Despite A Cold Start, 2018 Growing Season Weather Should Be Favorable

April 18, 2018 02:12 PM
 
Meteorologists expect the remainder of the growing season to be under favorable weather conditions.

The Corn Belt is currently experiencing a historically cold April, which is delaying planting and will likely impact yields. Luckily, once April leaves, meteorologists expect the remainder of the growing season to be under favorable weather conditions.

“At the moment our general thinking is that we’re going to be pretty close to normal from a rainfall and temperature perspective but there’s always going to be a yield drag because of the late start we’re getting now,” Mike Tenurra of T-Storm Weather explained to Chip Flory on AgriTalk After The Bell. “I don’t think there’s any real strong signals that we have a problematic growing season coming in.”

His prediction of favorable weather rides on two things: La Nina ending and historical data.

While the year started in a La Nina weather pattern, it is quickly ending and turning to an El Nino Southern Oscillation (ENSO) neutral weather pattern, which will mean the majority of the growing season won’t be influenced by La Nina or El Nino.

“When we start in La Nina and end up in a neutral event, we’ve only had one or maybe two bad corn and soybean crops,” he explains. “Historically, it’s unlikely anything unusual is about to happen.”

In addition, if you look at historically cold Aprils, the remainder of the growing season has not experienced drought or lack of rainfall.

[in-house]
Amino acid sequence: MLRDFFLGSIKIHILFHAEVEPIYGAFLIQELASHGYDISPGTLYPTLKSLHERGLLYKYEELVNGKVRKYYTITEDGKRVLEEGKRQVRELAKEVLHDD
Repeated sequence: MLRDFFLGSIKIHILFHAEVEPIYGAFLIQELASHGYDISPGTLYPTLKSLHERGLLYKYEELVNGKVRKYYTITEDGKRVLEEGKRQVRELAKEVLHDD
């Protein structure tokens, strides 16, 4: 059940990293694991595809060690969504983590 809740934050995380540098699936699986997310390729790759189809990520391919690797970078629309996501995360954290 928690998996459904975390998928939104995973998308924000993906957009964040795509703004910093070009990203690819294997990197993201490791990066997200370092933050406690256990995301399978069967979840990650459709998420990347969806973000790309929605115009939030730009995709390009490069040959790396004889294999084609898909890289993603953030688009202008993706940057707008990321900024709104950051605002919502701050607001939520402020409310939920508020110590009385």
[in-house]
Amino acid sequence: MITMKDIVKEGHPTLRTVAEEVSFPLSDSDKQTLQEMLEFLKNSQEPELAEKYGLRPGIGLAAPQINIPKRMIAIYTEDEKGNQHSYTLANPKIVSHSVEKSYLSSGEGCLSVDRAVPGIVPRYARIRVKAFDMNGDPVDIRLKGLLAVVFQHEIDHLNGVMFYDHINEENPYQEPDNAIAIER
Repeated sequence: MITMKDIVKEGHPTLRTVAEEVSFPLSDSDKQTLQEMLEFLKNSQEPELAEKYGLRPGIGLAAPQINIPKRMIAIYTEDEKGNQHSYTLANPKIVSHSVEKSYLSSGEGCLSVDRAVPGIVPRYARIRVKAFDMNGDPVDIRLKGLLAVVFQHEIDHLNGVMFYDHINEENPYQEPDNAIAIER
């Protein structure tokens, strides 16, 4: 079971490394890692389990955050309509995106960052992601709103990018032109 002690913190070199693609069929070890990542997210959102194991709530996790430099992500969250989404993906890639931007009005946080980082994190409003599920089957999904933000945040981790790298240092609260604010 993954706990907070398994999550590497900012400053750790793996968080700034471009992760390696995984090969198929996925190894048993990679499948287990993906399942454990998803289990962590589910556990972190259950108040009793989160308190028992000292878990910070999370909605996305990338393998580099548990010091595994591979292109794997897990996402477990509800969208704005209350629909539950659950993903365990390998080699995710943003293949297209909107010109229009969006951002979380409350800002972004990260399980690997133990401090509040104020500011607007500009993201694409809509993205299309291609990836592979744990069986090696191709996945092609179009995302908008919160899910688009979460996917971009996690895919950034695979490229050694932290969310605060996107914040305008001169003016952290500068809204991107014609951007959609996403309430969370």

“When [extremely cold Aprils] happened in the past, even though corn yields have been compromised, the weather didn’t really point in the direction of hot and dry conditions,” he explained. 

The Short-Term Forecast

Tenurra expects temperatures to start warming up in 10 to 15 days. At this point his biggest cause for concern is a storm system expected to develop around April 25 which will likely result in rain the last 3-5 days of the month.

“That will probably take on more importance as it gets closer because we need it to stay dry and we need to stay warm if we’re going to get all this corn planted in a timely manner,” Tenurra explained.

The good news is that historically cold Aprils often lead to mild Mays, he said.

“But when you look at those 20 real cold Aprils they were followed by very warm Mays,” he explained. “The only time it’s not true, is when you look at the five coldest.”

For that reason he’s cautious to forecast really warm weather next month. 

“I want to be telling everyone the statistics point to a really warm May, but it’s been so cold now that the statistics start to break down a little bit,” he said. 

 

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